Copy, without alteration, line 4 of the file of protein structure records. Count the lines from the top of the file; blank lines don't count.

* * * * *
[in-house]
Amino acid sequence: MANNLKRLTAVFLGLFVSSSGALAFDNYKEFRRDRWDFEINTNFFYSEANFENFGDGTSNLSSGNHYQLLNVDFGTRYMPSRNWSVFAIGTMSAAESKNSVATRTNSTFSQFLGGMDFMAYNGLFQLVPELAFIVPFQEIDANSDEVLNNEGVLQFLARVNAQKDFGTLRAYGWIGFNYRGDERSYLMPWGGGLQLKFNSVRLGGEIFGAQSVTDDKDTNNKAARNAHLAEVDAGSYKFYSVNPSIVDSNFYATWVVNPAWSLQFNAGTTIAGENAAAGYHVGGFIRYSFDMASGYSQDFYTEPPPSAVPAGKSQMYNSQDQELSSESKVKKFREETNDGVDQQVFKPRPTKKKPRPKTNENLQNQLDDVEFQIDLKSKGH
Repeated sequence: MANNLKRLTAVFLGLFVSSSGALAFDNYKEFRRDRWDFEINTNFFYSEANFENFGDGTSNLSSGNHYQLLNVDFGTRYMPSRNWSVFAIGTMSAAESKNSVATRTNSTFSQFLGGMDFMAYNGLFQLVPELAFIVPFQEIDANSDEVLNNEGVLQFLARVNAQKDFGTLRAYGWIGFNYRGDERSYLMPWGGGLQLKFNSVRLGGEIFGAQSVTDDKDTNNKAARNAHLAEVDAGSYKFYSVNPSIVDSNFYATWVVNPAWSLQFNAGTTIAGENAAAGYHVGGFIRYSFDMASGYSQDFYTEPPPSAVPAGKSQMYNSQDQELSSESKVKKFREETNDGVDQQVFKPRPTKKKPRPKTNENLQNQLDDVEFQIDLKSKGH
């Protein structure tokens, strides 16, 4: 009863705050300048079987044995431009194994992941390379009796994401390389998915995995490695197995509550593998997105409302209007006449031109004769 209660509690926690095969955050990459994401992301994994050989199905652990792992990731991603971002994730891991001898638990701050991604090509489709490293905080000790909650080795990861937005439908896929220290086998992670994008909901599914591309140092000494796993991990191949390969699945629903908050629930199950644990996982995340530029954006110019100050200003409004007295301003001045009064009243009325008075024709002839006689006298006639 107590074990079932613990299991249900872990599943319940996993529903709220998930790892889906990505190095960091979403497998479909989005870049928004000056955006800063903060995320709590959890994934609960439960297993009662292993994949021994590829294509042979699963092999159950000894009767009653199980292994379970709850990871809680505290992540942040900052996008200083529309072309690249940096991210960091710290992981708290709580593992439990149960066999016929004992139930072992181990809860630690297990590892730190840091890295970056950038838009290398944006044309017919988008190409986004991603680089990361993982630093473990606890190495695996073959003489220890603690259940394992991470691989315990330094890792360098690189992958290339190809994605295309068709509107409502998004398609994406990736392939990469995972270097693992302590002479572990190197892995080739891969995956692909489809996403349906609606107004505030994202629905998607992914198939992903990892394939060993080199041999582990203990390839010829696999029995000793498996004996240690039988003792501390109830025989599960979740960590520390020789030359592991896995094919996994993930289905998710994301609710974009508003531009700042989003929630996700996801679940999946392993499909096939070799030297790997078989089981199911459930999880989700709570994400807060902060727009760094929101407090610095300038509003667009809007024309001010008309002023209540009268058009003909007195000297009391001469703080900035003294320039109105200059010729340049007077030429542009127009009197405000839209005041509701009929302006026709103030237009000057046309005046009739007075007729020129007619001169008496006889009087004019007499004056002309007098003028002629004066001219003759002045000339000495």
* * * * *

């Protein structure tokens, strides 16, 4: 009863705050300048079987044995431009194994992941390379009796994401390389998915995995490695197995509550593998997105409302209007006449031109004769 209660509690926690095969955050990459994401992301994994050989199905652990792992990731991603971002994730891991001898638990701050991604090509489709490293905080000790909650080795990861937005439908896929220290086998992670994008909901599914591309140092000494796993991990191949390969699945629903908050629930199950644990996982995340530029954006110019100050200003409004007295301003001045009064009243009325008075024709002839006689006298006639 107590074990079932613990299991249900872990599943319940996993529903709220998930790892889906990505190095960091979403497998479909989005870049928004000056955006800063903060995320709590959890994934609960439960297993009662292993994949021994590829294509042979699963092999159950000894009767009653199980292994379970709850990871809680505290992540942040900052996008200083529309072309690249940096991210960091710290992981708290709580593992439990149960066999016929004992139930072992181990809860630690297990590892730190840091890295970056950038838009290398944006044309017919988008190409986004991603680089990361993982630093473990606890190495695996073959003489220890603690259940394992991470691989315990330094890792360098690189992958290339190809994605295309068709509107409502998004398609994406990736392939990469995972270097693992302590002479572990190197892995080739891969995956692909489809996403349906609606107004505030994202629905998607992914198939992903990892394939060993080199041999582990203990390839010829696999029995000793498996004996240690039988003792501390109830025989599960979740960590520390020789030359592991896995094919996994993930289905998710994301609710974009508003531009700042989003929630996700996801679940999946392993499909096939070799030297790997078989089981199911459930999880989700709570994400807060902060727009760094929101407090610095300038509003667009809007024309001010008309002023209540009268058009003909007195000297009391001469703080900035003294320039109105200059010729340049007077030429542009127009009197405000839209005041509701009929302006026709103030237009000057046309005046009739007075007729020129007619001169008496006889009087004019007499004056002309007098003028002629004066001219003759002045000339000495």